The summit between President George W. Bush and Chinese President Hu Jintao on April 20 takes place amid renewed trade tensions and American uneasiness about the geopolitical and economic impact of China’s growing strength. Last September’s Hurricane Katrina delayed this long-anticipated meeting, and contentious trade, currency, and environmental disputes over the past seven months have served only to fuel anti-Chinese sentiment in Washington. Can this visit ease relations between the two countries?
China experts Minxin Pei, Michael Swaine, and Albert Keidel tackle the issues facing these two major world powers and give contending viewpoints on China’s actions and intentions. Members of the press are invited to join in what promises to be a heated debate that will answer the difficult questions about the future of China-US relations.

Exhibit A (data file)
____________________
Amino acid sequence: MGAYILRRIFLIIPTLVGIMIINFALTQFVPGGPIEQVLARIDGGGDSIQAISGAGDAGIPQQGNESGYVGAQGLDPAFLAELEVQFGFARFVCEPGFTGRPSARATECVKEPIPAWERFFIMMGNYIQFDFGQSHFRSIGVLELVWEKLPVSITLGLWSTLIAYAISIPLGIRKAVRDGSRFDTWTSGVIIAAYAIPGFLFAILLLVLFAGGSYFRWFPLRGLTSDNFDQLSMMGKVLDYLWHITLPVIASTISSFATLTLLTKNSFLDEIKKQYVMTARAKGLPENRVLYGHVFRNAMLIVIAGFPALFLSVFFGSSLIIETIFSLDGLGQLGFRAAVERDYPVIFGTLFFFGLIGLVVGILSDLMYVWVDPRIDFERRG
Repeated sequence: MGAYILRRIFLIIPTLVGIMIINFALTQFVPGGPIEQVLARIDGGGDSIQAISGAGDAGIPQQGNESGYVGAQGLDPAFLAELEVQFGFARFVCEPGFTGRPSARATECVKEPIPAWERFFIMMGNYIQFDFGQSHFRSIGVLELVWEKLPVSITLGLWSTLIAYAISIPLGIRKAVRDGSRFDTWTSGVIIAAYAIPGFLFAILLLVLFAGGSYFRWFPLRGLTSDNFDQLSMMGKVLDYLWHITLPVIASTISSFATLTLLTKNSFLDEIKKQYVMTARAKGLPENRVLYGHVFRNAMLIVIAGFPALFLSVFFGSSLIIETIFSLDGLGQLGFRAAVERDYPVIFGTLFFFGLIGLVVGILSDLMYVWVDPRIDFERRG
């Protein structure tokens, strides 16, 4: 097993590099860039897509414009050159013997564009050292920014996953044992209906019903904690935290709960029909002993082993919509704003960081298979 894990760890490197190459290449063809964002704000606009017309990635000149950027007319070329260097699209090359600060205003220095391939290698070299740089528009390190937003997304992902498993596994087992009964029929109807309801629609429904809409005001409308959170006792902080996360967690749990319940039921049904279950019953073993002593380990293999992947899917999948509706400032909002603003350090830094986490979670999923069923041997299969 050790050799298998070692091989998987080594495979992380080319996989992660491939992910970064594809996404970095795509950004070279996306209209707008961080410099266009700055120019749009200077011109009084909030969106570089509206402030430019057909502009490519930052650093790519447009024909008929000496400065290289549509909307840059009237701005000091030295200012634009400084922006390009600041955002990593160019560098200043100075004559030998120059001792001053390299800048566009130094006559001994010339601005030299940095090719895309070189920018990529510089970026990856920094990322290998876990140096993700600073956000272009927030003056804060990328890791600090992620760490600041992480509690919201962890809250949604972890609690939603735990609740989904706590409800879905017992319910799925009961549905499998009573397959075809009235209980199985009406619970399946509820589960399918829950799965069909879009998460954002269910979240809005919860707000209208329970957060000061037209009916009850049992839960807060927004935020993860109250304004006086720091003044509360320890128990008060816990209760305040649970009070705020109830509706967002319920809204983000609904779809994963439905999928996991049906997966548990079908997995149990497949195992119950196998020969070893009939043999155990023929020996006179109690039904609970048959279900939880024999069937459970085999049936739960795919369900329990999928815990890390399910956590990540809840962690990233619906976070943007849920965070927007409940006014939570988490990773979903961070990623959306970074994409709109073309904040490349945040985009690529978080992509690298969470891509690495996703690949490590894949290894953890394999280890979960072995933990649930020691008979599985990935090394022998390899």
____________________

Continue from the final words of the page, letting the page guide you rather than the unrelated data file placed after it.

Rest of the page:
The Carnegie Asia Program in Beijing and Washington provides clear and precise analysis to policy makers on the complex economic, security, and political developments in the Asia-Pacific region.
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